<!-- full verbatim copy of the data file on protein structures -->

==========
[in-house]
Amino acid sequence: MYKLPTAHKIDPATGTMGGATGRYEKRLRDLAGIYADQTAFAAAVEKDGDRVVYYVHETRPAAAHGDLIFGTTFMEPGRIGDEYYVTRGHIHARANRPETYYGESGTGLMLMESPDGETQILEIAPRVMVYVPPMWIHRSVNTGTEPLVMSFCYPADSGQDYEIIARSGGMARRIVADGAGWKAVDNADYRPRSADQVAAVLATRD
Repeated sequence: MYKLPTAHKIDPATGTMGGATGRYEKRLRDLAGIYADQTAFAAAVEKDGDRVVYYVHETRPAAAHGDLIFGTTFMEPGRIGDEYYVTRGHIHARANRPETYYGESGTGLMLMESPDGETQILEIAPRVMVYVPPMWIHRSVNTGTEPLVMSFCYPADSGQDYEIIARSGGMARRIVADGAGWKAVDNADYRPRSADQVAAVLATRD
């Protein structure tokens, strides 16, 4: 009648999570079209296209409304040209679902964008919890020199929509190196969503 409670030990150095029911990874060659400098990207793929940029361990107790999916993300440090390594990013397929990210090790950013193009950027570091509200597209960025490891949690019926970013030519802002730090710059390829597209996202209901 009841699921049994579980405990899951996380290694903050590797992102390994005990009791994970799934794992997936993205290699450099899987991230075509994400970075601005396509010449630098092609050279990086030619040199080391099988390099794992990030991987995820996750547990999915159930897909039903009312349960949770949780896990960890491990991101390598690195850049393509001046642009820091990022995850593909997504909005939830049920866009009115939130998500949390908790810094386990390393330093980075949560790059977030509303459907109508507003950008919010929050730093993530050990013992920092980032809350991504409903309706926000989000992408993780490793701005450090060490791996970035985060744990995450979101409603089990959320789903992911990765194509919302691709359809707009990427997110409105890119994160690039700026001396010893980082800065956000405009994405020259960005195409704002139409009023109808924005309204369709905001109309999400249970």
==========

[in-house]
Amino acid sequence: MYKLPTAHKIDPATGTMGGATGRYEKRLRDLAGIYADQTAFAAAVEKDGDRVVYYVHETRPAAAHGDLIFGTTFMEPGRIGDEYYVTRGHIHARANRPETYYGESGTGLMLMESPDGETQILEIAPRVMVYVPPMWIHRSVNTGTEPLVMSFCYPADSGQDYEIIARSGGMARRIVADGAGWKAVDNADYRPRSADQVAAVLATRD
Repeated sequence: MYKLPTAHKIDPATGTMGGATGRYEKRLRDLAGIYADQTAFAAAVEKDGDRVVYYVHETRPAAAHGDLIFGTTFMEPGRIGDEYYVTRGHIHARANRPETYYGESGTGLMLMESPDGETQILEIAPRVMVYVPPMWIHRSVNTGTEPLVMSFCYPADSGQDYEIIARSGGMARRIVADGAGWKAVDNADYRPRSADQVAAVLATRD
């Protein structure tokens, strides 16, 4: 009648999570079209296209409304040209679902964008919890020199929509190196969503 409670030990150095029911990874060659400098990207793929940029361990107790999916993300440090390594990013397929990210090790950013193009950027570091509200597209960025490891949690019926970013030519802002730090710059390829597209996202209901 009841699921049994579980405990899951996380290694903050590797992102390994005990009791994970799934794992997936993205290699450099899987991230075509994400970075601005396509010449630098092609050279990086030619040199080391099988390099794992990030991987995820996750547990999915159930897909039903009312349960949770949780896990960890491990991101390598690195850049393509001046642009820091990022995850593909997504909005939830049920866009009115939130998500949390908790810094386990390393330093980075949560790059977030509303459907109508507003950008919010929050730093993530050990013992920092980032809350991504409903309706926000989000992408993780490793701005450090060490791996970035985060744990995450979101409603089990959320789903992911990765194509919302691709359809707009990427997110409105890119994160690039700026001396010893980082800065956000405009994405020259960005195409704002139409009023109808924005309204369709905001109309999400249970």